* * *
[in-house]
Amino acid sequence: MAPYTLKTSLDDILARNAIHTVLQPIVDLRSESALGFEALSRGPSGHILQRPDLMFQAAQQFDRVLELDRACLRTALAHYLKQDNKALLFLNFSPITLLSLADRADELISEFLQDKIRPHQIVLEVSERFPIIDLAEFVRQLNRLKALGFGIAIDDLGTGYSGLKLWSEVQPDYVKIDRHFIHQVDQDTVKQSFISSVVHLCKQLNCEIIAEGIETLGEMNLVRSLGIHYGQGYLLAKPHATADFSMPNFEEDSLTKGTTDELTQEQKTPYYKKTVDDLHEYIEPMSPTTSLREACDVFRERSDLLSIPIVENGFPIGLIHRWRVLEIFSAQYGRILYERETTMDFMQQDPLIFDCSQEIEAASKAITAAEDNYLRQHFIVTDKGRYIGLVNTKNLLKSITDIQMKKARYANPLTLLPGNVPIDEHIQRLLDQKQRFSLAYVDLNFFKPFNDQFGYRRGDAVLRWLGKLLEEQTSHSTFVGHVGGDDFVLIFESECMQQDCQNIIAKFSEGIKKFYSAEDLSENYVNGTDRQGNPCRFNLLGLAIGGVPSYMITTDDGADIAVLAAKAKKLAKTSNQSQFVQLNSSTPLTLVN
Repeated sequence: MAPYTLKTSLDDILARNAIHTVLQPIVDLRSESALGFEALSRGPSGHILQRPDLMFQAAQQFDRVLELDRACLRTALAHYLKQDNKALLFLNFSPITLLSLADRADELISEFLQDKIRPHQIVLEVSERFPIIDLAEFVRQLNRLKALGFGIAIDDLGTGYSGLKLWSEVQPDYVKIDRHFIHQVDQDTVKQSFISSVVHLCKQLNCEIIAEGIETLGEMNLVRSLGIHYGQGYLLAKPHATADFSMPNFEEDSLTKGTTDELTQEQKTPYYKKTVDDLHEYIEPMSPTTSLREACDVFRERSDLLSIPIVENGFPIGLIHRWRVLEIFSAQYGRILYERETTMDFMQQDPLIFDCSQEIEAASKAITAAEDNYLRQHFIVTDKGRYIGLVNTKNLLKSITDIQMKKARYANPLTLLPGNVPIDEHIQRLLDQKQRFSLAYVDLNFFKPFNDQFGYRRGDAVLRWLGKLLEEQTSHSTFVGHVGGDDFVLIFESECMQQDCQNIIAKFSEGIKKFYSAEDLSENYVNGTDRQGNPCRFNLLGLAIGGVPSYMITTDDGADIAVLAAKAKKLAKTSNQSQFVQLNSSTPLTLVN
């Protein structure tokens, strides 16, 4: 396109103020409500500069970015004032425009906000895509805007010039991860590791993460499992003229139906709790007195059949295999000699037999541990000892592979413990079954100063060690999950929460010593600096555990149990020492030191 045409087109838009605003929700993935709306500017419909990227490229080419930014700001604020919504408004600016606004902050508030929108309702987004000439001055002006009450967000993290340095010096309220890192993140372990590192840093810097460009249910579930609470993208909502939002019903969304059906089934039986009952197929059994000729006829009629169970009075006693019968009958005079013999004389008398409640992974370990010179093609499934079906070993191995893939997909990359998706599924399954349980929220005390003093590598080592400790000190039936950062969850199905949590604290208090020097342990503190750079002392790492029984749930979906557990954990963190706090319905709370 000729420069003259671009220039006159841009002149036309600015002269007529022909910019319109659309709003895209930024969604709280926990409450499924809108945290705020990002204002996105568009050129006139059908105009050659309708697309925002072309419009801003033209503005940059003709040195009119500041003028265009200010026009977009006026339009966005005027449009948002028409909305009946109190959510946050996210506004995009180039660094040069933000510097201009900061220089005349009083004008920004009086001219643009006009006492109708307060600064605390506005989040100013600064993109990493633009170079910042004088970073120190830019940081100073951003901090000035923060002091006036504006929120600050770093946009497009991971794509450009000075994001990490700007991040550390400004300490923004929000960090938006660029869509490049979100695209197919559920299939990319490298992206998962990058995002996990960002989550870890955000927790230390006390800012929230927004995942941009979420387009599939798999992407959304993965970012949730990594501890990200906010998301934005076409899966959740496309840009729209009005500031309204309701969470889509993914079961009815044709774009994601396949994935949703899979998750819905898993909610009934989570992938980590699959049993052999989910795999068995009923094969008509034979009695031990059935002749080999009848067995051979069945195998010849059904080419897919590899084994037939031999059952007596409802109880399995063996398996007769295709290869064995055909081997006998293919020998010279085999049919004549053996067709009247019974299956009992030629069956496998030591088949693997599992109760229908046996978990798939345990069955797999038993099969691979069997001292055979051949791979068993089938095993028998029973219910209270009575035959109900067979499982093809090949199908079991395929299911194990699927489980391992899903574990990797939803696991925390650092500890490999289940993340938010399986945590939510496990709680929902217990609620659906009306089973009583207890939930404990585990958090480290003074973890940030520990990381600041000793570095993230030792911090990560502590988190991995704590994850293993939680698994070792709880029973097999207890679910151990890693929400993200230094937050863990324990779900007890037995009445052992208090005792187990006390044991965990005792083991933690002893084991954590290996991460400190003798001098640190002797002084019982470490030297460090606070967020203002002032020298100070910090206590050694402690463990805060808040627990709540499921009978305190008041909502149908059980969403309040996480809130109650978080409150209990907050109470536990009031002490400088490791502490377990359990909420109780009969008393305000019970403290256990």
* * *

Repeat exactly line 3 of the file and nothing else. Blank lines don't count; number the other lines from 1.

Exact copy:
Repeated sequence: MAPYTLKTSLDDILARNAIHTVLQPIVDLRSESALGFEALSRGPSGHILQRPDLMFQAAQQFDRVLELDRACLRTALAHYLKQDNKALLFLNFSPITLLSLADRADELISEFLQDKIRPHQIVLEVSERFPIIDLAEFVRQLNRLKALGFGIAIDDLGTGYSGLKLWSEVQPDYVKIDRHFIHQVDQDTVKQSFISSVVHLCKQLNCEIIAEGIETLGEMNLVRSLGIHYGQGYLLAKPHATADFSMPNFEEDSLTKGTTDELTQEQKTPYYKKTVDDLHEYIEPMSPTTSLREACDVFRERSDLLSIPIVENGFPIGLIHRWRVLEIFSAQYGRILYERETTMDFMQQDPLIFDCSQEIEAASKAITAAEDNYLRQHFIVTDKGRYIGLVNTKNLLKSITDIQMKKARYANPLTLLPGNVPIDEHIQRLLDQKQRFSLAYVDLNFFKPFNDQFGYRRGDAVLRWLGKLLEEQTSHSTFVGHVGGDDFVLIFESECMQQDCQNIIAKFSEGIKKFYSAEDLSENYVNGTDRQGNPCRFNLLGLAIGGVPSYMITTDDGADIAVLAAKAKKLAKTSNQSQFVQLNSSTPLTLVN